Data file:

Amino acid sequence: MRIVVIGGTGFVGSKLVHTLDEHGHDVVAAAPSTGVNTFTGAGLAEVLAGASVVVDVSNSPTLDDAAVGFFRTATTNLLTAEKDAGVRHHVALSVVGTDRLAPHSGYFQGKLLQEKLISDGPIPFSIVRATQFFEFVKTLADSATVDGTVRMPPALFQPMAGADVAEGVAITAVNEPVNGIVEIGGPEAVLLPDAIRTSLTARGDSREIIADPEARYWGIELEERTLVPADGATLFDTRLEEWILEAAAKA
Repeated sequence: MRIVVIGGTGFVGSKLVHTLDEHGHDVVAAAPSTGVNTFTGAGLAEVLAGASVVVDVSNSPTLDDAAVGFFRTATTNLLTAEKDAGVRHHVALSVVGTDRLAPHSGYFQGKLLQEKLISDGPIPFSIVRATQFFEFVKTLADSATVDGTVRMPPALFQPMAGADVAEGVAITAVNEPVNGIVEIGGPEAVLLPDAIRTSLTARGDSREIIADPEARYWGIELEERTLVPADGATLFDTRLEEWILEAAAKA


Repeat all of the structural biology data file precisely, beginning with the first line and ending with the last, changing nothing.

Amino acid sequence: MRIVVIGGTGFVGSKLVHTLDEHGHDVVAAAPSTGVNTFTGAGLAEVLAGASVVVDVSNSPTLDDAAVGFFRTATTNLLTAEKDAGVRHHVALSVVGTDRLAPHSGYFQGKLLQEKLISDGPIPFSIVRATQFFEFVKTLADSATVDGTVRMPPALFQPMAGADVAEGVAITAVNEPVNGIVEIGGPEAVLLPDAIRTSLTARGDSREIIADPEARYWGIELEERTLVPADGATLFDTRLEEWILEAAAKA
Repeated sequence: MRIVVIGGTGFVGSKLVHTLDEHGHDVVAAAPSTGVNTFTGAGLAEVLAGASVVVDVSNSPTLDDAAVGFFRTATTNLLTAEKDAGVRHHVALSVVGTDRLAPHSGYFQGKLLQEKLISDGPIPFSIVRATQFFEFVKTLADSATVDGTVRMPPALFQPMAGADVAEGVAITAVNEPVNGIVEIGGPEAVLLPDAIRTSLTARGDSREIIADPEARYWGIELEERTLVPADGATLFDTRLEEWILEAAAKA